The 1990s rave scene in Brighton was legendary. Starting with illegal outdoor raves on the seafront and morphing into a vibrant club scene that carried on in one form or another until 2020 came along and shut the nightclubs (and restarted illegal outdoor raves ironically enough). The 90s club scene legacy is still going strong though and it inspired our nightclub themed escape room, Raver Quest. That’s why we wanted to take a closer look at this iconic time in nightclub history and see what brought it about and made it so special.
Why the 90s?
Brighton has always had nightclubs and a lively nightlife so what made the 90s so special? It’s mostly down to a youth movement in reaction to the rise of rampant individualist capitalism as espoused by Margaret Thatcher and Ronald Reagan. Communities had been ripped apart, manufacturing had been destroyed and people were finding themselves isolated, unemployed and disenfranchised. Young people reacted by coming together in fields and abandoned buildings away from capitalism where they could use drugs to create a feeling of connection rather than competition. These illegal raves grew in popularity due to the increased accessibility to locations in the Home Counties created by the newly opened M25 until it spawned what was called The Second Summer of Love in 1989. 1992 saw the biggest rave in history attended by over 20,000 people in Castlemorton Common in Worcestershire. The predictable outrage from The Sun and inevitable crackdown by the police made raving even more popular until it was commercialised into chart topping music and popular nightclubs.
Brighton’s history as a place where young people could go against the grain is long established from the time the Prince Regent (eventually George IV) created his pleasure palace here. This continued through the turn of the 20th century when Sir Harry Preston bought the Royal Albion Hotel and made it a destination for celebrities, sportspeople and motor enthusiasts. The 1930s saw Brighton’s first LGBT bars springing up as people sought to pursue what was then considered as an ‘alternative’ lifestyle away from prying London eyes. Brighton gained an ‘edgy’ reputation after Graham Greene’s 1938 book, Brighton Rock, and then the legendary Mods and Rockers incident in 1964. All in all, it makes Brighton an obvious location for a youth movement to reject capitalism and embrace a (albeit drug induced) more human connection.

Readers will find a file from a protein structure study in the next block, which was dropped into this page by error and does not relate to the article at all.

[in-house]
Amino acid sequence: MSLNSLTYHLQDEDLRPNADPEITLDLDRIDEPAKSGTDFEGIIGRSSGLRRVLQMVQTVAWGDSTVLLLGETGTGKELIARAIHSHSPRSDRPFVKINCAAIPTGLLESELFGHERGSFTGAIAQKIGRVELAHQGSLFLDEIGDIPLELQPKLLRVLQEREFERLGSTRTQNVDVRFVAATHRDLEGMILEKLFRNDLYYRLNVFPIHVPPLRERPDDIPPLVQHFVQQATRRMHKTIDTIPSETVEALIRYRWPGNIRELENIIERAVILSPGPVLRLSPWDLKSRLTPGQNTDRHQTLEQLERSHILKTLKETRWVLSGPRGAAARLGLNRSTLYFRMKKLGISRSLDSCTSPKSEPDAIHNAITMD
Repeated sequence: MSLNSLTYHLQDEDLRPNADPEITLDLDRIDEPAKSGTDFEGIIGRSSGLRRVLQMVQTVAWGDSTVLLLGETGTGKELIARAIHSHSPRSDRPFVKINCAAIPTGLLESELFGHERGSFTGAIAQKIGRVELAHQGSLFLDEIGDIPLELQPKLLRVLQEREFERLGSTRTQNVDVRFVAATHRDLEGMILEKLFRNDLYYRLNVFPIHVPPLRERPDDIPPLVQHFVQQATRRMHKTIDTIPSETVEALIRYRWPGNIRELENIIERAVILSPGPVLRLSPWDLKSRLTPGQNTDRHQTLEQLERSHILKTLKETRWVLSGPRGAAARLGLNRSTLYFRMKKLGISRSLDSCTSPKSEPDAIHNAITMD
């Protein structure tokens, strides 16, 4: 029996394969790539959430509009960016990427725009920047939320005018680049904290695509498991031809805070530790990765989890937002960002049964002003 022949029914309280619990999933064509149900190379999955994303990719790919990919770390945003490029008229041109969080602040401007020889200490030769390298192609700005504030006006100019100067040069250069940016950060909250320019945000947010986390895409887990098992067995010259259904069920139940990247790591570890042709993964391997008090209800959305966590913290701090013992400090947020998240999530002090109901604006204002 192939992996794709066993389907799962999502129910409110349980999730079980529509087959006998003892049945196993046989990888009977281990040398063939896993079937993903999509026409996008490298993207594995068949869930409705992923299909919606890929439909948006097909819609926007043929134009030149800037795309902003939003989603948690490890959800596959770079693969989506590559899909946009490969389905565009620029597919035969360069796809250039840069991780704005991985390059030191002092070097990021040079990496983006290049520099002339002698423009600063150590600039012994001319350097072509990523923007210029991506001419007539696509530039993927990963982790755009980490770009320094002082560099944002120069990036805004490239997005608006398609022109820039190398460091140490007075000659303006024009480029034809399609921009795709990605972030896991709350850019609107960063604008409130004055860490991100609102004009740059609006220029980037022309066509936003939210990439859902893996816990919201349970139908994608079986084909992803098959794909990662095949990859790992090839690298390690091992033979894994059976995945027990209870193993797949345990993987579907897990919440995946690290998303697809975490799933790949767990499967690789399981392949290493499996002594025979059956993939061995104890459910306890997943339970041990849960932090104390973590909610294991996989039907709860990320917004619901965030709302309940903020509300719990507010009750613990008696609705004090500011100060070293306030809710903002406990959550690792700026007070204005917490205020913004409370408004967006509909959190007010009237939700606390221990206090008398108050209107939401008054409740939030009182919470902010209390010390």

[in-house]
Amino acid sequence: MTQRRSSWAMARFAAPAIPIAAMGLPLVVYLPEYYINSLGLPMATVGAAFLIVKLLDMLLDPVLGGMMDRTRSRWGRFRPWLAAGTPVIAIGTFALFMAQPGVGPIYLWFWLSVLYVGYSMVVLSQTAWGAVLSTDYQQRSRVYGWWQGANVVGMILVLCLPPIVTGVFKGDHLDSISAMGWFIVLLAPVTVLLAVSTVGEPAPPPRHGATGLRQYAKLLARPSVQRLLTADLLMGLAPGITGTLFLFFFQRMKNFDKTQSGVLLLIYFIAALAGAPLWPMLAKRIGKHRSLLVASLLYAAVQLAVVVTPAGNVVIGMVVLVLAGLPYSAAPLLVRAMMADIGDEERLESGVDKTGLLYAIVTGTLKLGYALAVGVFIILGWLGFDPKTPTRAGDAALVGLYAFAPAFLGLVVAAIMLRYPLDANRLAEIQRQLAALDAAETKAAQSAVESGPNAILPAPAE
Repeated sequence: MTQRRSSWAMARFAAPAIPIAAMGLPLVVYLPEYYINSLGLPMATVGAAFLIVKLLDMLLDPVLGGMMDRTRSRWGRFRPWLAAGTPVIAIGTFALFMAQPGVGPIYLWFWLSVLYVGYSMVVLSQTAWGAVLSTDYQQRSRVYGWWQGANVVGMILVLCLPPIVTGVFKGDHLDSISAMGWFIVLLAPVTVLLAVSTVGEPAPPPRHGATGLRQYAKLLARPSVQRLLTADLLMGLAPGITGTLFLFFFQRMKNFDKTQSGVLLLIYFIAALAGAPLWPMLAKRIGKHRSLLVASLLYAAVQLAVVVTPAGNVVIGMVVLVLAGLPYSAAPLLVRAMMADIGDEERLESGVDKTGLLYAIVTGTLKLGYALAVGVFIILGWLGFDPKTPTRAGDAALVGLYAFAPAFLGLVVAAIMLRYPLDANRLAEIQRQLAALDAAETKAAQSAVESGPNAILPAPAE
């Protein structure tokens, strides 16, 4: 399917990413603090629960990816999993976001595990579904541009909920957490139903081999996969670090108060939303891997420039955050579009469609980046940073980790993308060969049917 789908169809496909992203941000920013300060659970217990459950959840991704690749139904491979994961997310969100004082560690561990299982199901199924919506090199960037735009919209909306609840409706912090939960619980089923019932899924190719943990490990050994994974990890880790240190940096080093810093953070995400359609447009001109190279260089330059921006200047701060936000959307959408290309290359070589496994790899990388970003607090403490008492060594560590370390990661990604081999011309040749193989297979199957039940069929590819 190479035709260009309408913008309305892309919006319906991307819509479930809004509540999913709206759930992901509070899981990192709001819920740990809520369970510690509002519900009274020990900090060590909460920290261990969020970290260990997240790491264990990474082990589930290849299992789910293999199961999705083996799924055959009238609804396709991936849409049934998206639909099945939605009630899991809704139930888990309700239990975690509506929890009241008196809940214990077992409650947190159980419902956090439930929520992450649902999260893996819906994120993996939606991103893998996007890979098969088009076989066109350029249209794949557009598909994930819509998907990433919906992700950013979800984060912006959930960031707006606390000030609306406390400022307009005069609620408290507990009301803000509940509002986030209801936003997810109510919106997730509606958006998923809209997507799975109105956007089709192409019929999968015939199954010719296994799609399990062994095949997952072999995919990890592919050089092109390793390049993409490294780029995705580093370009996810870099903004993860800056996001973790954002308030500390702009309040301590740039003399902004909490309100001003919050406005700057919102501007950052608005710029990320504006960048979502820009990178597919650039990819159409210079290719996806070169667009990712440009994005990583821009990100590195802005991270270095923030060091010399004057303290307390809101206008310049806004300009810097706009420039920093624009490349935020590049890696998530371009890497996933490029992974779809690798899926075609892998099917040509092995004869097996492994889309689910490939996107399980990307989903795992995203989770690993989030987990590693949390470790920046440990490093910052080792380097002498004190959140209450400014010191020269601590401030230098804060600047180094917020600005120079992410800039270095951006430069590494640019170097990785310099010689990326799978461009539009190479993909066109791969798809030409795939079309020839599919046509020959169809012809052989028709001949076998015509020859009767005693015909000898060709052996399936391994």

Raving in Brighton
Young people came together on Brighton seafront and even along the Undercliff Walk that stretches from Brighton Marina to Rottingdean. People who were part of the scene said it was great for a while but started to turn dark with people coming down off acid and committing suicide by jumping off the cliffs. They said drug dealers from London started turning up bringing hard drugs and violence with them. Fortunately, a number of Brighton nightclubs started playing rave music with clubs like The Zap (now The Arch) on the seafront which went on to host bands like Prodigy, Credit to the Nation and Moby in 1994, the same year they founded the Brighton Rocks Festival in conjunction with Radio 1. Other famous Brighton clubs in the 90s were the Honey Club, Ocean Rooms and The Concorde II. The last of those is still going under the same name and was where Fatboy Slim once had his regular residency alongside the other DJs from Skint Records at the now legendary Big Beat Boutique nights. These in turn gave the name to the Big Beach Boutique events that happened throughout the noughties and in 2002 brought a staggering 250,000 revellers to a free beach party between the piers.
It’s hardly going to come as a shock to anyone reading this that the founders of Pier Pressure are children of the 90s so this era is particularly special to them. We think that it is a pretty special era regardless though so are delighted to be able to hold onto a little piece of the 90s rave scene with our Raver Quest game. To find out more about Raver Quest or any of our other games or to book, call 01273 220388 or email firstname.lastname@example.org.